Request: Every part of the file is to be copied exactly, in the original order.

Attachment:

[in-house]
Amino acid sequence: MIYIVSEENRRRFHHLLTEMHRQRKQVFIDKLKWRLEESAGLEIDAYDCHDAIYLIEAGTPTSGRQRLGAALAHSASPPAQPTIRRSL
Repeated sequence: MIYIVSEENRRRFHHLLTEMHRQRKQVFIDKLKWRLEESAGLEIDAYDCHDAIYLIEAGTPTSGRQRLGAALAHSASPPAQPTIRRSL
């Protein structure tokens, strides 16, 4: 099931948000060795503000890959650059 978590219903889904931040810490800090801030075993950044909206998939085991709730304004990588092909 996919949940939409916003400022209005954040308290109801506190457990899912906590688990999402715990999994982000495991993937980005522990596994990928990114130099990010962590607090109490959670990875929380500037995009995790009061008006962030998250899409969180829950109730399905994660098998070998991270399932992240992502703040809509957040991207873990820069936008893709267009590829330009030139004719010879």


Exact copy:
[in-house]
Amino acid sequence: MIYIVSEENRRRFHHLLTEMHRQRKQVFIDKLKWRLEESAGLEIDAYDCHDAIYLIEAGTPTSGRQRLGAALAHSASPPAQPTIRRSL
Repeated sequence: MIYIVSEENRRRFHHLLTEMHRQRKQVFIDKLKWRLEESAGLEIDAYDCHDAIYLIEAGTPTSGRQRLGAALAHSASPPAQPTIRRSL
């Protein structure tokens, strides 16, 4: 099931948000060795503000890959650059 978590219903889904931040810490800090801030075993950044909206998939085991709730304004990588092909 996919949940939409916003400022209005954040308290109801506190457990899912906590688990999402715990999994982000495991993937980005522990596994990928990114130099990010962590607090109490959670990875929380500037995009995790009061008006962030998250899409969180829950109730399905994660098998070998991270399932992240992502703040809509957040991207873990820069936008893709267009590829330009030139004719010879």